Prospects for Transportation Reauthorization

C. Kenneth Orski polled several knowledgeable people on transportation policy about the prospects for a reauthorization bill passing in the next Congress and the results are probably not encouraging for those looking for bold initiatives. The full report was published as part of his Innovation NewsBriefs series (Vol. 21, No. 25, October 28, 2010).

I think the following passages sum up Ken’s main takeaways:

“A majority of the individuals we talked to, however, thought that the expected political realignment in Congress will inevitably affect the size, scope and reach of the next transportation bill. Given a Congress that will likely be heavily motivated to cut spending and reduce the reach of government, the bill they might come up with might be shorter in duration (2-3 years instead of the traditional 6-years), smaller in scope, contain fewer earmarks and focus more heavily on matters of genuine federal interest. Virtually every one we talked to thought that any bill passed in the 112th Congress would be considerably smaller in size than the $500 billion bill proposed by Rep. Oberstar.

“Most people we interviewed thought that there is a good chance of a modest “transitional” bill passing during the next session of Congress, although a few pessimists felt that in the absence of additional funding (meaning a gas tax increase), the existing program might have to limp along under continuing resolutions until after the presidential election of 2012. The optimists pointed to Rep. Mica’s declared desire to see a multi-year authorization enacted during the next session of Congress, the White House’s equally strong interest in seeing it done and the bipartisan nature of transportation legislation. The pessimist warned of a prospect of political gridlock and legislative stalemate on all discretionary big-ticket spending measures in the next Congress. In any event, the window of opportunity for any major piece of legislation was thought to be only the first 8-10 months of the next Congressional session. Beyond that period, presidential campaign politics will likely preempt any major legislative activity.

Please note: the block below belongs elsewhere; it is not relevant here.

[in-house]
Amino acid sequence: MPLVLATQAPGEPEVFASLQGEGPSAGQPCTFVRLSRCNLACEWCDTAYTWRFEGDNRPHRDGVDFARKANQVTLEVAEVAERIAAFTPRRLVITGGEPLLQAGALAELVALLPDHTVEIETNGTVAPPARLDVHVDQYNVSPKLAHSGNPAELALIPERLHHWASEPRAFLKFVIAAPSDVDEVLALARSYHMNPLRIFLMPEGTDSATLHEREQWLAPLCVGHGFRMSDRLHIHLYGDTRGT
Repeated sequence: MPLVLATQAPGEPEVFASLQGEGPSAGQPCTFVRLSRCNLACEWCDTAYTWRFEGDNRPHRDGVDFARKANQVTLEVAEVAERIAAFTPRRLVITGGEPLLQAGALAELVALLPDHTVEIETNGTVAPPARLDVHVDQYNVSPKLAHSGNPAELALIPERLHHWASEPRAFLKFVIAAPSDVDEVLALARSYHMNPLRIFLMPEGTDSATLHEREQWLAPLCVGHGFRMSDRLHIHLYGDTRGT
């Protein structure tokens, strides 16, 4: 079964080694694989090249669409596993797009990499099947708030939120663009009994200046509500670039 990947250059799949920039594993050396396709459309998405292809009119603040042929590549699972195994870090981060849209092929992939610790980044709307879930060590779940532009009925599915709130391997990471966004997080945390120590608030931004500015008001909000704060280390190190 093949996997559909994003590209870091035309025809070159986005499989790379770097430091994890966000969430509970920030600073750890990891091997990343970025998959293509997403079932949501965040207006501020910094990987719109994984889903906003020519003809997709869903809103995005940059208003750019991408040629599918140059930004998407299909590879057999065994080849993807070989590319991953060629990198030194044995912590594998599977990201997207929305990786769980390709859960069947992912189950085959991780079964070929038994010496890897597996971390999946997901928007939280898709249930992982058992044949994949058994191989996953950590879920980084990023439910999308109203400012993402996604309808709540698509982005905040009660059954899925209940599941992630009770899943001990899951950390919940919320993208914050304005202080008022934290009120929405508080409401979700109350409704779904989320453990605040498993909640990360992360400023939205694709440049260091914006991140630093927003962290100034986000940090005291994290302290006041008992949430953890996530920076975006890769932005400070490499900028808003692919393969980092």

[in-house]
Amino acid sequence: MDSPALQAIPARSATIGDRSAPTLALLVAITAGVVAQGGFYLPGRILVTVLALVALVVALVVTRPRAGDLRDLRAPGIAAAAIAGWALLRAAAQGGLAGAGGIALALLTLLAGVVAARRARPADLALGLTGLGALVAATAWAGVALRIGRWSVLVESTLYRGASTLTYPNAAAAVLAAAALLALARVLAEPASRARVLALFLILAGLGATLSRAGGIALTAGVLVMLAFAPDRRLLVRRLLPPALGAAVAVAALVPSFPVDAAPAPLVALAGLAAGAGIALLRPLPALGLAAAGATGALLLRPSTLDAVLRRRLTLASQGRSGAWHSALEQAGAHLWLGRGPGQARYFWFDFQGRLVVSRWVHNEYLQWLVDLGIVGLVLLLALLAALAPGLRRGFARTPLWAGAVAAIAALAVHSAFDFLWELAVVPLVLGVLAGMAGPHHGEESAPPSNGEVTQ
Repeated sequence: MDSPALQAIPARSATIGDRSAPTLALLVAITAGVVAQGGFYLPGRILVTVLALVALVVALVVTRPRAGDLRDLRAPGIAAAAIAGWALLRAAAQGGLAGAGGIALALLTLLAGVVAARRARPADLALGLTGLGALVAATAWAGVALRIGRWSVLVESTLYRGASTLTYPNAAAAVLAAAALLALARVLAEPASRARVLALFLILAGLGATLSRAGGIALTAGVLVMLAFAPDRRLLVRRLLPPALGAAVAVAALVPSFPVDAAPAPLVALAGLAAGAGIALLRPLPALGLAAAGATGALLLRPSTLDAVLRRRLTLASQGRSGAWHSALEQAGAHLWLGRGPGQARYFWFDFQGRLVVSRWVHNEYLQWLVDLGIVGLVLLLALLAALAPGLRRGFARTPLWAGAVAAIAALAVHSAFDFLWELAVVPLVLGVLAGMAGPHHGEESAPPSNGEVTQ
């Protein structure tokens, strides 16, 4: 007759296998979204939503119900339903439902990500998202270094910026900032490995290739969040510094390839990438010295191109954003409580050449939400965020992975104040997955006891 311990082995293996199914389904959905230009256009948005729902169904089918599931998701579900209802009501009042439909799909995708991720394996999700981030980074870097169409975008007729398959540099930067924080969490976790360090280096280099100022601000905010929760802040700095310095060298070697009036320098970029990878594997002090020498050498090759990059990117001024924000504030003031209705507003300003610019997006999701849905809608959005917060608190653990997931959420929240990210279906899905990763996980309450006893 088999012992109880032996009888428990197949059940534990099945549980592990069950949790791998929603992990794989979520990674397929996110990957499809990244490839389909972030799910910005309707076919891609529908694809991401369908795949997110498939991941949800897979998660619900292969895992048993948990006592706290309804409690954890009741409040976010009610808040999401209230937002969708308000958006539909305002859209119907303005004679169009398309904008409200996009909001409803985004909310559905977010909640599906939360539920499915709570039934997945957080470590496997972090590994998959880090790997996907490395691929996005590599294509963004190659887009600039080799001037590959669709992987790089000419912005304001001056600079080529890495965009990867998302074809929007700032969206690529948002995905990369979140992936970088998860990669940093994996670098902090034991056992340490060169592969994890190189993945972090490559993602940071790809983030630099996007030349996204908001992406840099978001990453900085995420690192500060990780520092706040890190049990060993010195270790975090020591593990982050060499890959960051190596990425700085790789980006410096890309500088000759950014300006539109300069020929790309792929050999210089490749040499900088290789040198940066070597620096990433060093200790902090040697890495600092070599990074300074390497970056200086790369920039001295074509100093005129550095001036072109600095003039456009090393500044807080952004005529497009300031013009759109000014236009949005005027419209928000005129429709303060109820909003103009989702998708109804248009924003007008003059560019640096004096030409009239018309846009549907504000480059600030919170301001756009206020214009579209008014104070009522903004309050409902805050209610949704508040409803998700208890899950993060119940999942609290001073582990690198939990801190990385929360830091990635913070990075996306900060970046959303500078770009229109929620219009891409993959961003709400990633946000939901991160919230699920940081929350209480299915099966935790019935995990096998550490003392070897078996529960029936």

“There was a general consensus that the new legislation would contain some reforms but not as extensive or “transformational” as urged by some transportation advocates. Mentioned as possible reforms that could attract bipartisan support were program consolidation, more flexibility for states to use tolling, greater facilitation of public-private partnerships, an expanded TIFIA credit program and a wider use of performance metrics. Chances of creating a National Infrastructure Bank as proposed by the White House were judged small in view of the bipartisan Senate opposition to establishing an autonomous grant-making entity outside the reach of Congress. Equally remote was thought the prospect of narrowing the scope of the Highway Trust Fund to highway-based programs only as advocated by some conservative voices; or the expansion of the Trust Fund to all modes as promoted by proponents of multi-modalism. Nor was total elimination of congressional earmarks considered politically realistic. In sum, the weight of opinion suggested that the policy and program reforms are likely to be less dramatic and the money far less plentiful than the advocacy-oriented elements of the transportation community have hoped to see.

Samuel R. Staley, Ph.D. is a senior research fellow at Reason Foundation and managing director of the DeVoe L. Moore Center at Florida State University in Tallahassee where he teaches graduate and undergraduate courses in urban planning, regulation, and urban economics. Prior to joining Florida State, Staley was director of urban growth and land-use policy for Reason Foundation where he helped establish its urban policy program in 1997.